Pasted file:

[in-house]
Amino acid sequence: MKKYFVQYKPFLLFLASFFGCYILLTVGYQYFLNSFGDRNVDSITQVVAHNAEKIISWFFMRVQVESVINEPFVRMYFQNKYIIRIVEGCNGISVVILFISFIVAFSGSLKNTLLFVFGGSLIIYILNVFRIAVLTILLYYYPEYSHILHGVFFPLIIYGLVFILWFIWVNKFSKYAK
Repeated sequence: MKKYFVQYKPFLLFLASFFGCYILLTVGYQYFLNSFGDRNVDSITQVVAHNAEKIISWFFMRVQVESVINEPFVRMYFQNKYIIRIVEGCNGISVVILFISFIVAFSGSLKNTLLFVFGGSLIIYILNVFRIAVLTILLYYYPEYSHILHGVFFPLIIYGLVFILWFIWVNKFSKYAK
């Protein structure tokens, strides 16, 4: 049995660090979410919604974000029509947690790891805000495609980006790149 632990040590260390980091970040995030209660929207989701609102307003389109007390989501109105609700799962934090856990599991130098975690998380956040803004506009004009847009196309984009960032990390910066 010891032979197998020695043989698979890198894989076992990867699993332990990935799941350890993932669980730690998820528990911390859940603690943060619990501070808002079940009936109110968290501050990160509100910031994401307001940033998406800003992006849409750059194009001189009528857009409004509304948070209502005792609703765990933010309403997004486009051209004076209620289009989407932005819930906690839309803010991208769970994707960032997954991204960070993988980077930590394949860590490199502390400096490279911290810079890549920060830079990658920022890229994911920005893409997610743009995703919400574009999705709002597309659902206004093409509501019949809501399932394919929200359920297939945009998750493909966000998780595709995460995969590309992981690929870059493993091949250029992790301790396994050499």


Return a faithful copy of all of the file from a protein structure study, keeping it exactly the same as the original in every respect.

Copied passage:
[in-house]
Amino acid sequence: MKKYFVQYKPFLLFLASFFGCYILLTVGYQYFLNSFGDRNVDSITQVVAHNAEKIISWFFMRVQVESVINEPFVRMYFQNKYIIRIVEGCNGISVVILFISFIVAFSGSLKNTLLFVFGGSLIIYILNVFRIAVLTILLYYYPEYSHILHGVFFPLIIYGLVFILWFIWVNKFSKYAK
Repeated sequence: MKKYFVQYKPFLLFLASFFGCYILLTVGYQYFLNSFGDRNVDSITQVVAHNAEKIISWFFMRVQVESVINEPFVRMYFQNKYIIRIVEGCNGISVVILFISFIVAFSGSLKNTLLFVFGGSLIIYILNVFRIAVLTILLYYYPEYSHILHGVFFPLIIYGLVFILWFIWVNKFSKYAK
């Protein structure tokens, strides 16, 4: 049995660090979410919604974000029509947690790891805000495609980006790149 632990040590260390980091970040995030209660929207989701609102307003389109007390989501109105609700799962934090856990599991130098975690998380956040803004506009004009847009196309984009960032990390910066 010891032979197998020695043989698979890198894989076992990867699993332990990935799941350890993932669980730690998820528990911390859940603690943060619990501070808002079940009936109110968290501050990160509100910031994401307001940033998406800003992006849409750059194009001189009528857009409004509304948070209502005792609703765990933010309403997004486009051209004076209620289009989407932005819930906690839309803010991208769970994707960032997954991204960070993988980077930590394949860590490199502390400096490279911290810079890549920060830079990658920022890229994911920005893409997610743009995703919400574009999705709002597309659902206004093409509501019949809501399932394919929200359920297939945009998750493909966000998780595709995460995969590309992981690929870059493993091949250029992790301790396994050499």